Old-New Synagogue

Built in 1270, Europe’s oldest active synagogue holds years of fascinating Jewish history.

TravelCurious Tip

Look out for the ancient red flag above the bimah, featuring the Star of David. In 1357 Charles IV, the ruler of the Holy Roman Empire, allowed the Jews of Prague to have their own city flag.

Good things come in twelves

Originally called the New Synagogue, this holy place received its double moniker after other synagogues were built in Prague in the 16th century. It has survived nearly 750 years of turbulent history, and stands today in Prague’s Jewish Quarter as a powerful symbol of its ancient community.

The synagogue’s Gothic design is simple, elegant and deeply symbolic. As well as the oldest active synagogue in Europe, it is also the oldest with a double-nave design: its six vaulted bays each have two narrow lancet windows, totalling twelve in representation of the Twelve Tribes of Israel. Above the entrance is a carved design of twelve vines with twelve bunches of grapes, again symbolising the Tribes. Two central pillars surround the bimah, from which the Torah is read: the bimah’s base also incorporates the twelve vines.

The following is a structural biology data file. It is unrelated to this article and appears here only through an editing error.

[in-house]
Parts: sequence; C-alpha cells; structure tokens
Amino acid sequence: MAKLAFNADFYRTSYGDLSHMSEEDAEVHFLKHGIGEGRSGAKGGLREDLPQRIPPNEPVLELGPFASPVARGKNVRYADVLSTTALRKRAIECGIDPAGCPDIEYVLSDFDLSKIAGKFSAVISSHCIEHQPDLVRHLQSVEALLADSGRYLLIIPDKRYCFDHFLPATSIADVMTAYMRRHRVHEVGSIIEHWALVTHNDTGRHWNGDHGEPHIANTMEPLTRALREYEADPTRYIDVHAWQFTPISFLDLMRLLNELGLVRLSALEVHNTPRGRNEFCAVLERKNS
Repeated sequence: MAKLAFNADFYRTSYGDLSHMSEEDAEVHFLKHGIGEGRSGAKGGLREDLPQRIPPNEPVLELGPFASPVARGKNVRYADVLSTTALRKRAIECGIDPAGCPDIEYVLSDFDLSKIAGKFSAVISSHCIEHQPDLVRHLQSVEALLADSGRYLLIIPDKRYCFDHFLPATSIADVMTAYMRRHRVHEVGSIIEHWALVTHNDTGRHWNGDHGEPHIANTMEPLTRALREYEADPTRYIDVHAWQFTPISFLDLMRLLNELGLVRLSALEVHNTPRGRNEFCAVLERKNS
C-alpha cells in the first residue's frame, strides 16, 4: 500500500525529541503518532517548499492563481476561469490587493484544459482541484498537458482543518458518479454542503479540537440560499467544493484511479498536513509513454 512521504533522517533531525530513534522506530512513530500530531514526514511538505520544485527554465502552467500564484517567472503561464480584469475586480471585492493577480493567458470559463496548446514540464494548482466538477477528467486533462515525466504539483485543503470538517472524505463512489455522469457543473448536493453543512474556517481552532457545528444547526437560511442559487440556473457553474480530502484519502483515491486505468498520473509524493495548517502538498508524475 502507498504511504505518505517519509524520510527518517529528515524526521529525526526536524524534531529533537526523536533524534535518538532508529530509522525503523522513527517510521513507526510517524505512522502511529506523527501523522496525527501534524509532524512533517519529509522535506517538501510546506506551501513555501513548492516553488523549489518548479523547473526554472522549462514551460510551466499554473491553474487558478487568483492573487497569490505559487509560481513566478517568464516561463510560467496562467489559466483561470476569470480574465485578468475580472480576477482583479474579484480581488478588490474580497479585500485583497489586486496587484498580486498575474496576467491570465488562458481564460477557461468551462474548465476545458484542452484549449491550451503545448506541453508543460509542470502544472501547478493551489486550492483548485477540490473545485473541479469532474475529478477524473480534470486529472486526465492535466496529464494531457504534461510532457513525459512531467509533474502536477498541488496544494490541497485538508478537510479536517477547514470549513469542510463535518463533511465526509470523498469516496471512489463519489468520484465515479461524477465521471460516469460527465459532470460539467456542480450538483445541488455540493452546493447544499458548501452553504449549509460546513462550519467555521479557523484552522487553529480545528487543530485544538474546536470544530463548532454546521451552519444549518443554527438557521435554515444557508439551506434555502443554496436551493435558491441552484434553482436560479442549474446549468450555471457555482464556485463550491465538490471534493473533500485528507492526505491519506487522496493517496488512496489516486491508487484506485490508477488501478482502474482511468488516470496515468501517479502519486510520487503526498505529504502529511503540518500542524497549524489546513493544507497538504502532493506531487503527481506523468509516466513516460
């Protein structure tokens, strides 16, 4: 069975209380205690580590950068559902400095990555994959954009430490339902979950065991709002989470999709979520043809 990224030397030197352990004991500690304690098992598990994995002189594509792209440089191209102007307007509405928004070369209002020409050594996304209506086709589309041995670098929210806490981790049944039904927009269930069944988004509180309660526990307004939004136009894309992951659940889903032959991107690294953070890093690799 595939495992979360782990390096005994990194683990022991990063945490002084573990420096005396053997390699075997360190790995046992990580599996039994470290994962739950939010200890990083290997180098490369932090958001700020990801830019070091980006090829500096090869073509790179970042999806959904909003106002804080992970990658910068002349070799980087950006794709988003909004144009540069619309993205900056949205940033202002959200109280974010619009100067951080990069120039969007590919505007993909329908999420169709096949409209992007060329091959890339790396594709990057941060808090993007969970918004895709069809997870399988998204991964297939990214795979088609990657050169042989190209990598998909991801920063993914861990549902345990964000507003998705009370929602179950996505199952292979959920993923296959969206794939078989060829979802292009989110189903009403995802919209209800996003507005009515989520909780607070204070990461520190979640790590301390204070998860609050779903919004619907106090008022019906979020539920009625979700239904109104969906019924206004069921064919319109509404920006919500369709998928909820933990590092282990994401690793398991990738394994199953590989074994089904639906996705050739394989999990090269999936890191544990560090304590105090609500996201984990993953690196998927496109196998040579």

Home of Golem

One legend surrounding the synagogue’s origins is that its stones were transported by angels from the Second Temple of Jerusalem, which was demolished in 70 AD - on the condition that they be returned on the Messiah’s arrival, when a new temple is to be built there.

Even more famous, however, is the legend of the Golem of Prague. The Golem was an artificial man or ‘robot,’ a monster made of clay by Rabbi Jehud Loew ben Bezalel in the 16th century. The Rabbi created the Golem to defend Prague from antisemitic attacks; it required no rest or sustenance, only the removal of the shem, a tablet bearing a Hebrew inscription placed in its mouth, on Shabbat. One day he forgot to remove the shem, and the Golem went on a rampage; the Rabbi removed the shem, and immobilized the Golem forever. The synagogue’s genizah, a storage place in the attic - which is not accessible to the general public - is reported to hold the Golem’s remains.

Nearby Attractions

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Jewish Quarter
Formerly the Jewish Ghetto, this historic enclave is surrounded by the Old Town.
Hebrew clock
This was the civil center of the old Jewish ghetto of Prague
Jewish Museum
One of Europe's oldest museums of Jewish culture and heritage, comprising six distinct sites.
Old Jewish Cemetery Prague
The Old Jewish Cemetery is a Jewish cemetery in Prague, Czech Republic, which is one of the largest of its kind in Europe
Spanish Synagogue Prague
The Spanish Synagogue is the newest synagogue in the area of the so-called Jewish Town
Parizska Street
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